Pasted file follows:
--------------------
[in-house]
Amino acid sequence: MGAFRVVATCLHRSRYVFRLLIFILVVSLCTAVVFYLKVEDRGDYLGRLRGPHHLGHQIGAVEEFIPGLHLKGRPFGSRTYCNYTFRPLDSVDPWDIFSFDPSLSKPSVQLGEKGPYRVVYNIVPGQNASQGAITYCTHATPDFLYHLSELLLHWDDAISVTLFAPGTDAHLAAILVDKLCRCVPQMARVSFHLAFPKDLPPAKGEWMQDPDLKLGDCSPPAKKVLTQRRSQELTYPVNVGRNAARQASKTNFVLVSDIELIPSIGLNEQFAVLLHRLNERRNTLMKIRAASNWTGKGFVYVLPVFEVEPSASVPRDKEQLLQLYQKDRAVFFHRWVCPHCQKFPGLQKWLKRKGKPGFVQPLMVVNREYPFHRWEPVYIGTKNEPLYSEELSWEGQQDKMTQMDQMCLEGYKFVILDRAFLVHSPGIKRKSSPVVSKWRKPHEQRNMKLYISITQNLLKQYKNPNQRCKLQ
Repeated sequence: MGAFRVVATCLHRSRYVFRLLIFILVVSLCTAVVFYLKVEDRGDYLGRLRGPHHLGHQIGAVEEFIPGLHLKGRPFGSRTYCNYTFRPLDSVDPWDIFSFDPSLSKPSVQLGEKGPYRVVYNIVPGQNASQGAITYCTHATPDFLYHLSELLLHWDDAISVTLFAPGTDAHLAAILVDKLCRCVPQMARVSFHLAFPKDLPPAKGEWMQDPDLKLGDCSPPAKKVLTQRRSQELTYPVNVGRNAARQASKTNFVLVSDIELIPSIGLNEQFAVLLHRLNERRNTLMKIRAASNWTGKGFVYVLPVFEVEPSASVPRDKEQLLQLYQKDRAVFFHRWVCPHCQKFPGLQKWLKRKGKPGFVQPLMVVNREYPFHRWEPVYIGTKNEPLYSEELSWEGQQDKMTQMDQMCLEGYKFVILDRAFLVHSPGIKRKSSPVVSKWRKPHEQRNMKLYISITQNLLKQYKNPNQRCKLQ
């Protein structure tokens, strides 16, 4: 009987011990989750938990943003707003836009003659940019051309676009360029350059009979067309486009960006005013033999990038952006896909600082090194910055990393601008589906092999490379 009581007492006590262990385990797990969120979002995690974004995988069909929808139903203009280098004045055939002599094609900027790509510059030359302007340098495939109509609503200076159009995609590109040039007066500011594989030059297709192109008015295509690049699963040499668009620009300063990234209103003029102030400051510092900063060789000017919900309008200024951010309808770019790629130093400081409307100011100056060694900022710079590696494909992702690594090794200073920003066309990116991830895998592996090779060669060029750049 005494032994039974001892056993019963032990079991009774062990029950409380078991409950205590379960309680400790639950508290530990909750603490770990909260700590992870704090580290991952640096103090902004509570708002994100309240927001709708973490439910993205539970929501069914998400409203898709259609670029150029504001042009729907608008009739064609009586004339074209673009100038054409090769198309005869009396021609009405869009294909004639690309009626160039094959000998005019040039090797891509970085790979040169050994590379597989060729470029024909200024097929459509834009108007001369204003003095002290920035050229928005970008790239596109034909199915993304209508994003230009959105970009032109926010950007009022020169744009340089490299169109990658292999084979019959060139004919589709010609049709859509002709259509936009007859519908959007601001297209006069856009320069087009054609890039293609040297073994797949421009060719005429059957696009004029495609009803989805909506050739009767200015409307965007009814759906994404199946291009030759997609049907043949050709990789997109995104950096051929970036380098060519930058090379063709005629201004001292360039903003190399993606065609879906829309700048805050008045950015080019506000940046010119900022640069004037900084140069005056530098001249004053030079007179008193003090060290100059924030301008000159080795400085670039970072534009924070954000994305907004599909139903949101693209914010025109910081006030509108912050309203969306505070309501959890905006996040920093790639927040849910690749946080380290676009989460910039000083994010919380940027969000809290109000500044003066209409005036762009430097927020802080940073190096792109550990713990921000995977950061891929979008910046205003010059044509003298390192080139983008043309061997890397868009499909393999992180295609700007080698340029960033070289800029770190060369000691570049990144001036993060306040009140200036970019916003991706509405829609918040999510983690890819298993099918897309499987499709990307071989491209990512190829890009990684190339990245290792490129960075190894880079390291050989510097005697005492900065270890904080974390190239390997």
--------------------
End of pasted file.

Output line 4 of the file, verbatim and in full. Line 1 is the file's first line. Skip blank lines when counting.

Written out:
């Protein structure tokens, strides 16, 4: 009987011990989750938990943003707003836009003659940019051309676009360029350059009979067309486009960006005013033999990038952006896909600082090194910055990393601008589906092999490379 009581007492006590262990385990797990969120979002995690974004995988069909929808139903203009280098004045055939002599094609900027790509510059030359302007340098495939109509609503200076159009995609590109040039007066500011594989030059297709192109008015295509690049699963040499668009620009300063990234209103003029102030400051510092900063060789000017919900309008200024951010309808770019790629130093400081409307100011100056060694900022710079590696494909992702690594090794200073920003066309990116991830895998592996090779060669060029750049 005494032994039974001892056993019963032990079991009774062990029950409380078991409950205590379960309680400790639950508290530990909750603490770990909260700590992870704090580290991952640096103090902004509570708002994100309240927001709708973490439910993205539970929501069914998400409203898709259609670029150029504001042009729907608008009739064609009586004339074209673009100038054409090769198309005869009396021609009405869009294909004639690309009626160039094959000998005019040039090797891509970085790979040169050994590379597989060729470029024909200024097929459509834009108007001369204003003095002290920035050229928005970008790239596109034909199915993304209508994003230009959105970009032109926010950007009022020169744009340089490299169109990658292999084979019959060139004919589709010609049709859509002709259509936009007859519908959007601001297209006069856009320069087009054609890039293609040297073994797949421009060719005429059957696009004029495609009803989805909506050739009767200015409307965007009814759906994404199946291009030759997609049907043949050709990789997109995104950096051929970036380098060519930058090379063709005629201004001292360039903003190399993606065609879906829309700048805050008045950015080019506000940046010119900022640069004037900084140069005056530098001249004053030079007179008193003090060290100059924030301008000159080795400085670039970072534009924070954000994305907004599909139903949101693209914010025109910081006030509108912050309203969306505070309501959890905006996040920093790639927040849910690749946080380290676009989460910039000083994010919380940027969000809290109000500044003066209409005036762009430097927020802080940073190096792109550990713990921000995977950061891929979008910046205003010059044509003298390192080139983008043309061997890397868009499909393999992180295609700007080698340029960033070289800029770190060369000691570049990144001036993060306040009140200036970019916003991706509405829609918040999510983690890819298993099918897309499987499709990307071989491209990512190829890009990684190339990245290792490129960075190894880079390291050989510097005697005492900065270890904080974390190239390997």